They Could Have Been Mods

Got round to watching the 70s programme from Monday night.

It was certainly an interesting insight into early seventies Britain. There was an in depth look at cultural changes, especially the growth among the lower middle and working class of home ownership and foreign holidays. And plenty on the politics of the time - from Ted Heath, to the miners strike of 1972 and entry into what was then known as the Common Market.

I do wonder, however, whether the changes all had their roots in the seventies. The aspirational and bohemian trends would seem to have started in the sixties, or earlier. The narrator in Colin MacInnes classic 1958 (published 1959) novel Absolute Beginners would have hated the conformity of the new housing estates that were springing up (see Bob and Thelma's home in The Likely Lads from 1973 or Mike Leigh's Abigail's Party from 1979) but he would have recognised the aspirations towards escaping from working class roots and towards a sharp, clean modernity.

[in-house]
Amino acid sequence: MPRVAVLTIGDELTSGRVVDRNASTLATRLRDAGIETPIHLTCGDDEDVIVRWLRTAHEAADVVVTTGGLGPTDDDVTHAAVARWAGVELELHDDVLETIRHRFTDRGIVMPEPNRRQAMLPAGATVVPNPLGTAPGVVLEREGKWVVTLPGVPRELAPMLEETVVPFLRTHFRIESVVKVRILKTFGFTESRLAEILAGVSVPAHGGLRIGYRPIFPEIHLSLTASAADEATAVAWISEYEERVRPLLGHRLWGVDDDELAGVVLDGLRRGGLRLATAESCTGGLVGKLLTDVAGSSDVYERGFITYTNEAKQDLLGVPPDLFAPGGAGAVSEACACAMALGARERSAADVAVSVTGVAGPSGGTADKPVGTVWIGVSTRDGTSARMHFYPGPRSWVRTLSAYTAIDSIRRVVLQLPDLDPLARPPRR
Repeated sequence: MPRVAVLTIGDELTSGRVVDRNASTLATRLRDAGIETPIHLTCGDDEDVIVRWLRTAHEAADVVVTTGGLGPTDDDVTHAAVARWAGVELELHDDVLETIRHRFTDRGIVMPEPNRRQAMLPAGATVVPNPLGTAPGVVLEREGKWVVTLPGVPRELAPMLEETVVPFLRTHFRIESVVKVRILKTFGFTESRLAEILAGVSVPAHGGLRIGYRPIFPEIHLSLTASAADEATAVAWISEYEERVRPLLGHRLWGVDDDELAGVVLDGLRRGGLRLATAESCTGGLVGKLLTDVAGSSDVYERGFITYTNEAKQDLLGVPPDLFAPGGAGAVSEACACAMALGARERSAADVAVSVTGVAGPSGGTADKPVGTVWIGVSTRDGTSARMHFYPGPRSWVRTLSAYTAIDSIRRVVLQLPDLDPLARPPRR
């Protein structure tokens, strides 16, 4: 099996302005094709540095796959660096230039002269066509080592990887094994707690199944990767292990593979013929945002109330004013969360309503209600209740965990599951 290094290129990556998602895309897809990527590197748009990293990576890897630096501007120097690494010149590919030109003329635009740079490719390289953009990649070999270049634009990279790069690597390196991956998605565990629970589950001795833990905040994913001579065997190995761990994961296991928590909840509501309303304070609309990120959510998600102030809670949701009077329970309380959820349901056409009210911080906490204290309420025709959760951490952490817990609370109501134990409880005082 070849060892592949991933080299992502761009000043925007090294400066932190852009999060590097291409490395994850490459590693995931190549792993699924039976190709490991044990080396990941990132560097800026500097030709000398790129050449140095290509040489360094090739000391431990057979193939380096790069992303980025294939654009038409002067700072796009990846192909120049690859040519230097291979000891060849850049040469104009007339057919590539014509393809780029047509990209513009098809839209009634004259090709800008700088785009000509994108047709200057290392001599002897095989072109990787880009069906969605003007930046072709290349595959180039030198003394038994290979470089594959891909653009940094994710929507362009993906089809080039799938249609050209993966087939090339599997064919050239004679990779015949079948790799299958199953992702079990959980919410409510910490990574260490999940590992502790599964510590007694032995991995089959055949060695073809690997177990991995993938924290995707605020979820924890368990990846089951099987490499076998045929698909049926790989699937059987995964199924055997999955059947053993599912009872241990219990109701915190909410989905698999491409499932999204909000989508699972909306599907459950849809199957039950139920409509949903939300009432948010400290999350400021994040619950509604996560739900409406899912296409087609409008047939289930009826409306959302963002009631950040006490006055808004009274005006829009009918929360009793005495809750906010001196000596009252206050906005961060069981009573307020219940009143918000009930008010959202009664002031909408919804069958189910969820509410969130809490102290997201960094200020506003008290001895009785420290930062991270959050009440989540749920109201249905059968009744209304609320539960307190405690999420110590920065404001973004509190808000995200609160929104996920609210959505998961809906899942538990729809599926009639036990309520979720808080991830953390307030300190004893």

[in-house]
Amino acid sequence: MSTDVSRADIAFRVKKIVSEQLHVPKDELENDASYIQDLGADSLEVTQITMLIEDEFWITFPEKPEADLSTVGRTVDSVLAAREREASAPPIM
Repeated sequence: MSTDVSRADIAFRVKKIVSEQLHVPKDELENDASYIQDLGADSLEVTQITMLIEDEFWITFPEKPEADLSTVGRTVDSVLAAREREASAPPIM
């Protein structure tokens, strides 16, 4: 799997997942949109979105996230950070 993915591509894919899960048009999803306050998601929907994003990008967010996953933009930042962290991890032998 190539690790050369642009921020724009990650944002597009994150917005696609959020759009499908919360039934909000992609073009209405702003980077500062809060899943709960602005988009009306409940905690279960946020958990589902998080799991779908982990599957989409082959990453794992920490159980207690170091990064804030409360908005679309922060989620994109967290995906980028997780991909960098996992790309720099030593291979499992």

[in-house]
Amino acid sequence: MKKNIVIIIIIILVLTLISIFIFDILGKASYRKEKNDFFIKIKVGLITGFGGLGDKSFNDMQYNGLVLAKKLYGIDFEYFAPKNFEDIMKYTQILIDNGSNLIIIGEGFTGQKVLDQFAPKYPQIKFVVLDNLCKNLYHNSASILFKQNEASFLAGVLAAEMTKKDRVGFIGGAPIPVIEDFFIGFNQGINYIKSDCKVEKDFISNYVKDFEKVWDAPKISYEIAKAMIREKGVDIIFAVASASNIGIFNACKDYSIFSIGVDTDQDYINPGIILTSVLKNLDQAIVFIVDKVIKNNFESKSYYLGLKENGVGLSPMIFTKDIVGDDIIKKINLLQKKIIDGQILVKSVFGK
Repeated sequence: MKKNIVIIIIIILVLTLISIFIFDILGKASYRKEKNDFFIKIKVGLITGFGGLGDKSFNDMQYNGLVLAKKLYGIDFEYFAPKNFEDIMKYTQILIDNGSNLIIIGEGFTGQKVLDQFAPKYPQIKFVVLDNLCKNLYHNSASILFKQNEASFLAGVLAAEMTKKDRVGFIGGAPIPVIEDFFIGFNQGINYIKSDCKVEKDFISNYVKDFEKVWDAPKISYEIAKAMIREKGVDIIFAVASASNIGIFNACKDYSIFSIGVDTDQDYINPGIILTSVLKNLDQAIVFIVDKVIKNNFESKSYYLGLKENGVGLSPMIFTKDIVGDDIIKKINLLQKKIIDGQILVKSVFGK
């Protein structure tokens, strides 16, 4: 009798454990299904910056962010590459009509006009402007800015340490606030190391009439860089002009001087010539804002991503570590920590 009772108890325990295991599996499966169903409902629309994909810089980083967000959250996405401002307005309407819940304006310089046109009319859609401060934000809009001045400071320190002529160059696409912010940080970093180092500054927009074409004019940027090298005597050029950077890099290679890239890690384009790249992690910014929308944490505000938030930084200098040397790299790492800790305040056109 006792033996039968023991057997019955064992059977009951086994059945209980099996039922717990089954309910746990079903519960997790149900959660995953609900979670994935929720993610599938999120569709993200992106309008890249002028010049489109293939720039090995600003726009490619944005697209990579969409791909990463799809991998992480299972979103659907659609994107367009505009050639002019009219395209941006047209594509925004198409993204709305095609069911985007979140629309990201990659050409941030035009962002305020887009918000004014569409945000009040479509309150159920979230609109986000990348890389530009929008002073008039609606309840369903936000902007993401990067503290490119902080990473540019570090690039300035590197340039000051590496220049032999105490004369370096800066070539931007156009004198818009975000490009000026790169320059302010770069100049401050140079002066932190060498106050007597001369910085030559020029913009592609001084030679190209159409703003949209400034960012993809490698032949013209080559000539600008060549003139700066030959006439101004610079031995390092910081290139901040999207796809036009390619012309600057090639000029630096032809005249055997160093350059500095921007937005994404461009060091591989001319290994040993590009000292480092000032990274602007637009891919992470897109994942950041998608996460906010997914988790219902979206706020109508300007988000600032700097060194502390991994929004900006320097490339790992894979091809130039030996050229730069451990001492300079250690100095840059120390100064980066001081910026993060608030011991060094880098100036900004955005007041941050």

It was good to see David Bowie and Marc Bolan covered extensively, as well as their teenage fanbase. Watching the kids, in the latest fashion and with their cutting edge haircuts, made me think that the whole modernist outlook reinvents itself. Constantly. There was a clip of a group of fans walking along when Sandbrook was talking anout Bolan. How they strutted, the way they looked, the attitude. They could have been mods.

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